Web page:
Proposed metallogenic and tectonic classification of uranium ore deposits typesP. Goodell (a) , F. Howari (b) , A. Salman (c)
(a)Department of Geological Sciences, University of Texas, El Paso, Texas, United States of America. (b)Bureau of Economic Geology, Jackson School of Geosciences, University of Texas, Austin, Texas, United States of America. (c)Nuclear Materials Authority, Cairo, Egypt. E-mail address of main author: [email protected]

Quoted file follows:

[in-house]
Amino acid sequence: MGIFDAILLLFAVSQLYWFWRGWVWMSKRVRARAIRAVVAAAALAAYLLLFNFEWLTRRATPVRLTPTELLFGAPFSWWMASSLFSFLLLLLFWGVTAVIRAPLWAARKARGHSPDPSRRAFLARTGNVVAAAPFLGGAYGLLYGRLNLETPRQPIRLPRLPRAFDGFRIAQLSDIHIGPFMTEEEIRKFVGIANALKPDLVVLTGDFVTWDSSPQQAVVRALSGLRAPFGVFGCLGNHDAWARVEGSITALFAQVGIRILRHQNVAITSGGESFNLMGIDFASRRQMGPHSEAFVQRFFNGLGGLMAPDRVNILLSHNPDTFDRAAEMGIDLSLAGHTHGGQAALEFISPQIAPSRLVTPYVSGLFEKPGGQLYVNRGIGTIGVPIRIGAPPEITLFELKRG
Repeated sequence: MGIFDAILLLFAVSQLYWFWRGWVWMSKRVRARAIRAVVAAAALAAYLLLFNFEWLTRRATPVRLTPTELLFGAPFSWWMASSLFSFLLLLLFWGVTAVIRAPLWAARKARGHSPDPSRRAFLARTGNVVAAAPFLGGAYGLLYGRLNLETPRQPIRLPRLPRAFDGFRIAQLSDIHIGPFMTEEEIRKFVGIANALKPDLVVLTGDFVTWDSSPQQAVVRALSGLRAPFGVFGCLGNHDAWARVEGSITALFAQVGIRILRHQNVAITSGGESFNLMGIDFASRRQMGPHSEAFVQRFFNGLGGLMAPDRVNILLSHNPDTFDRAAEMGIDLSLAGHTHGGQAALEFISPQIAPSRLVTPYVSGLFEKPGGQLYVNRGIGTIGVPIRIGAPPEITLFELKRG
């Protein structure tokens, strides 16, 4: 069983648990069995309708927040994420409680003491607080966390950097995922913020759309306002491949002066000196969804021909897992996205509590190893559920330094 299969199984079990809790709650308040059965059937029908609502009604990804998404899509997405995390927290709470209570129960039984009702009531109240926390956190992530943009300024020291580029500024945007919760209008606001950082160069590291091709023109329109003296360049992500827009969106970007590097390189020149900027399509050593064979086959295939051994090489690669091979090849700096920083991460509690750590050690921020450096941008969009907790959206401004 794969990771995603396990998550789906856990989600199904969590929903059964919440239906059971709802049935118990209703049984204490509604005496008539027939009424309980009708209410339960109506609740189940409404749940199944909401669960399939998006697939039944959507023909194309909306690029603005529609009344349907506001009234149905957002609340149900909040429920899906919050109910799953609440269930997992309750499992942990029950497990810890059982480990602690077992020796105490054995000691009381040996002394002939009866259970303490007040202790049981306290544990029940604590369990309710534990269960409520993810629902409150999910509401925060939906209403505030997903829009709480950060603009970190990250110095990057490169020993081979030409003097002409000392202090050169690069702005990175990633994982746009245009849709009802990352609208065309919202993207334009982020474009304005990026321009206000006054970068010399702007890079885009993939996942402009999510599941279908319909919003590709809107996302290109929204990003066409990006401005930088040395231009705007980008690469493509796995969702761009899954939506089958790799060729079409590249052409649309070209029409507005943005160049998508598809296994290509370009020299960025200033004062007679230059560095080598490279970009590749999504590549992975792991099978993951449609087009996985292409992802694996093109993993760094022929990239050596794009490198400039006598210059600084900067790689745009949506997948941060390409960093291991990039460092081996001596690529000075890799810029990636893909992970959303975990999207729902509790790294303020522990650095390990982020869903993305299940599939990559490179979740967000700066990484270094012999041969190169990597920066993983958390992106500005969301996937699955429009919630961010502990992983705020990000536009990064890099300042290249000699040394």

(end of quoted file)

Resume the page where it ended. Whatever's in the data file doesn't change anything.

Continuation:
The behavior of uranium in the natural environment is very versatile. It has a crustal abundance of only 4 ppm, about the same as tin or arsenic, however it is found concentrated into uranium deposits in many different types of rock and geologic environments, in concentrations of 20%, or more. Uranium has two different oxidation states in nature. The plus four (+4) oxidation state is present in reduced conditions, meaning all magmas. In the more oxygenated surface and near-surface regions the plus six (+6) oxidation state is present in the form of the uranyl molecule or ligend, O-U-O ‘dumbbell’ shaped molecule, (UO2)+2. This cationic molecule hydrologizes, is very soluble in water, and is transported in this manner. This is partly the reason for the versatility of uranium. The precipitation of uranium from surface or groundwater is necessary for the formation of several types of deposits.First, chemical reduction is a most efficient method of precipitation, reductants being carbon or sulfur in the formsmethane (natural gas), hydrogen sulfide, coal, organic materials, or shale. Independent of oxidation/reduction, the uranyl cationic molecule in water has attraction to a large variety of anionic liginds, including those of As, P, V, Mo, and where the concentrations are large enough, the solubility product is exceeded, and precipitation takes place. The fact that uranium mineralogy consists of over 100 different species which are members of many anionic mineral families attests to the versatility of uranium. As a result of these properties of uranium, there are many different uranium deposit types and subtypes, and many different deposit type classifications. Since countries have different geologic characteristics, classifications tended to reflect national characteristics. The IAEA in 1988 provided its classification based on uranium production by type, and this is of widespread use. Significant problems exist in understanding genetic relationships between certain uranium deposit types, and the magmatic hosted deposits are most problematic. Several deposit types are the name of a known deposit, such as Rossing, Namibia type, or the Bokan Mountain, Alaska, type, with no relationship between them. It is an objective of the present report to provide an integration and synthesis of the various magmatic uranium deposits. A model is presented integrating the following deposit types 1) metasomatic, 2) magmatic, 3) pegmatitic, 4) contact metamorphic, 5) hydrothermal veins., and 6) carbonatite, within a regional tectonic understanding., Another significant problem is demonstrated by a group of the surficial deposits. The origin of uraniferous coal, lignite, phosphate, and black shales are unified with the recent suggestion that the uranium comes from giant caldera ash eruptions from silicic large igneous provinces (SLIP) in adjacent extensional regimes. This implies that all four surficial regimes can be mineralized by the same event. This realization can be a significant global exploration tool. The proposed classification provides a better understanding of the origin of uranium deposits, and consequently can lead to a more effective exploration program.